Trucker Turmoil Lays Bare Brazil's Distrust of Pro-Market Agenda
(Bloomberg) -- Brazilians who saw their income erode and jobs disappear in the worst recession on record endured the government’s austerity program with surprising calm. Until this week, that is.
Hundreds of thousands of truckers fed up with a market-driven policy that has pushed up fuel prices 50 percent in a year paralyzed much of the country, forcing the government and state-run oil company Petroleo Brasileiro SA to make costly concessions to end the disruption. On Friday morning many truckers continued on strike despite a deal the government had announced the night before.
The strike revealed a government that has utterly underestimated the power of a well-organized union, due in part to the fact scores of other Brazilians share the truckers’ frustration with surging fuel prices. At the same time the protests undermined the pro-market tone of this year’s election campaign, and with it the candidates most closely associated with a reform agenda and the administration of President Michel Temer.
"There’s a rage in the air, frustration with public services, corruption, recession," said Silvio Cascione, senior analyst with Eurasia Group political consultancy. "This social stew doesn’t bode well for reformist candidates."
The candidates most identified with both a more liberal economic agenda and the current government are Henrique Meirelles, Temer’s former finance minister, as well as former Sao Paulo governor Geraldo Alckmin and Lower House Chief Rodrigo Maia. Opinion polls show all three currently fail to attract much voter enthusiasm.
At the very least the autonomy that Petrobras had established in relation to the government over the past years, particularly its pricing policy, is now once again in question, Paulo Calmon, a political science professor at the University of Brasilia, said by phone.
"This episode demonstrates that the pricing liberty given to Petrobras in a country that depends substantially on diesel for supplies of fuel and basic products needs to be rediscussed, rethought," Calmon said.
Seizing the Moment
One of the leading presidential hopefuls -- former Ceara Governor Ciro Gomes -- was among the first to rail against the current policy that allows fuel prices to fluctuate in line with international oil prices and the currency exchange rate.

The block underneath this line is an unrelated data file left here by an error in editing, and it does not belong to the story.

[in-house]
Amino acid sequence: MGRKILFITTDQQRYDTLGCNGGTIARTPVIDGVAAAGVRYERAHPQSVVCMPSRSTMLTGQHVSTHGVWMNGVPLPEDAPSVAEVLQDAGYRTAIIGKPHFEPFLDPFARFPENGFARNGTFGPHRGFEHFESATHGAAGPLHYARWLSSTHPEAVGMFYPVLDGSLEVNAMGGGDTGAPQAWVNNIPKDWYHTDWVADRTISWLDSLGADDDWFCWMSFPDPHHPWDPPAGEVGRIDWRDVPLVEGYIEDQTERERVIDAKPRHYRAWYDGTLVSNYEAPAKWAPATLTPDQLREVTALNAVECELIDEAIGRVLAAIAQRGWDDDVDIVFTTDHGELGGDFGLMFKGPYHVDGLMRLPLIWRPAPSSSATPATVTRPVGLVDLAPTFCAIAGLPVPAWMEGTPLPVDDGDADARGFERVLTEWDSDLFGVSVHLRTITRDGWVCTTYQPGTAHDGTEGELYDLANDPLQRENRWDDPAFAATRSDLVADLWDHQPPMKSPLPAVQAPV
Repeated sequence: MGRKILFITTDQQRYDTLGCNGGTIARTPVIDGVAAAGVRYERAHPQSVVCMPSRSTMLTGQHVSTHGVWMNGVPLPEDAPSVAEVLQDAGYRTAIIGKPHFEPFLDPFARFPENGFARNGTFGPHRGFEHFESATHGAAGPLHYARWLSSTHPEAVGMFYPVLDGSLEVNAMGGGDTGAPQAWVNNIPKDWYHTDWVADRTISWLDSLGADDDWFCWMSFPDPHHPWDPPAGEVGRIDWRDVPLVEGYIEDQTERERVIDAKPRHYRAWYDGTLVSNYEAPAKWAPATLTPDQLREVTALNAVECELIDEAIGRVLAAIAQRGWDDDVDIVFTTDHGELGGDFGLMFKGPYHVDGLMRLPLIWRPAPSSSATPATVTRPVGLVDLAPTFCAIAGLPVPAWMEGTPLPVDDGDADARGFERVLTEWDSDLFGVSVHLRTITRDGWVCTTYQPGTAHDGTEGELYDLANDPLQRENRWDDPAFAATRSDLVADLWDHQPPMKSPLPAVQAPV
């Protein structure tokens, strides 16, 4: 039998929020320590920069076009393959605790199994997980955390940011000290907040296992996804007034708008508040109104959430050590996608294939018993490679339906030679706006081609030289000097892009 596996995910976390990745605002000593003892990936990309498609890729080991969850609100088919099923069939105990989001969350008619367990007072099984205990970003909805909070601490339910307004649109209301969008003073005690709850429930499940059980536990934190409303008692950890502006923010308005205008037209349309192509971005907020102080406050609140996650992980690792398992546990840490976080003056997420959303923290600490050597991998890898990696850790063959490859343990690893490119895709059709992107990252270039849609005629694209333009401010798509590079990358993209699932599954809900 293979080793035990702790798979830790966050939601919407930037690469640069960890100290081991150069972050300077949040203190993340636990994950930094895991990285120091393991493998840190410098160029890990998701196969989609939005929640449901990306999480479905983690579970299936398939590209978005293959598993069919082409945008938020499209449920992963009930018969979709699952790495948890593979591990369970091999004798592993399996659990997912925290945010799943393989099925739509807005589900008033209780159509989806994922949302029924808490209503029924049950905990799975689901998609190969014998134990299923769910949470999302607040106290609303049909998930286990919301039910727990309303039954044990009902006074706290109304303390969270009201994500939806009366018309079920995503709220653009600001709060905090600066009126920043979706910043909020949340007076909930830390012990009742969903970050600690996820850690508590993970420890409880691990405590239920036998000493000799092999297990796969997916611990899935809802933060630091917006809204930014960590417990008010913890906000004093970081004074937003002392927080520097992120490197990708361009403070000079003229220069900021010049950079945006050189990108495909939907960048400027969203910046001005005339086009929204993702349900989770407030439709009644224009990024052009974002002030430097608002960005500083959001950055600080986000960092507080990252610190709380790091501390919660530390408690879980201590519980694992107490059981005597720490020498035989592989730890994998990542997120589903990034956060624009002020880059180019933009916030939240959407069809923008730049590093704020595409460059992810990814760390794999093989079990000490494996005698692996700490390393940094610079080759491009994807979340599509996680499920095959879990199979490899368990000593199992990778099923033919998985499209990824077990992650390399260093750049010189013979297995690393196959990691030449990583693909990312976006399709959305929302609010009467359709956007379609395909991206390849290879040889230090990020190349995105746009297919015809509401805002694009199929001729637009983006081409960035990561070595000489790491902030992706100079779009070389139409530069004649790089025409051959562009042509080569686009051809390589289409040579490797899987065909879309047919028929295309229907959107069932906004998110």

"The fuel price increase is an aberration that practically negates the reason for Petrobras’ existence," Gomes wrote on Twitter. “All of Petrobras’ efficiency should be transferred to the Brazilian public interest, and that is what we are going to do.”
Even former Environment Minister Marina Silva, considered a moderately pro-market candidate, said some price controls were appropriate.
"No one increases electricity rates every day in relation to the dollar. Fuel prices also have to follow a certain logic,” Silva said in an interview with local media this week.
The swift escalation in this week’s turmoil recalled the student protests in 2013 over an increase in bus fares that quickly developed into the largest demonstrations since the marches for direct elections at the end of the 1964-85 military dictatorship. While a movement on that scale may not happen again, the potential source of discontent is there, argues Cascione.
Even if the strikes and protests die down, the turmoil brought to the fore again highlights the kind of political and regulatory risks that could make investors think twice about buying assets in Brazil, said Armando Castelar, coordinator of applied economics at the Getulio Vargas Foundation’s IBRE economics institute.
"The perception of risk increases in moments like this, as much due to the pressure as to the sensitivity the government showed in response to that pressure," Castelar said.
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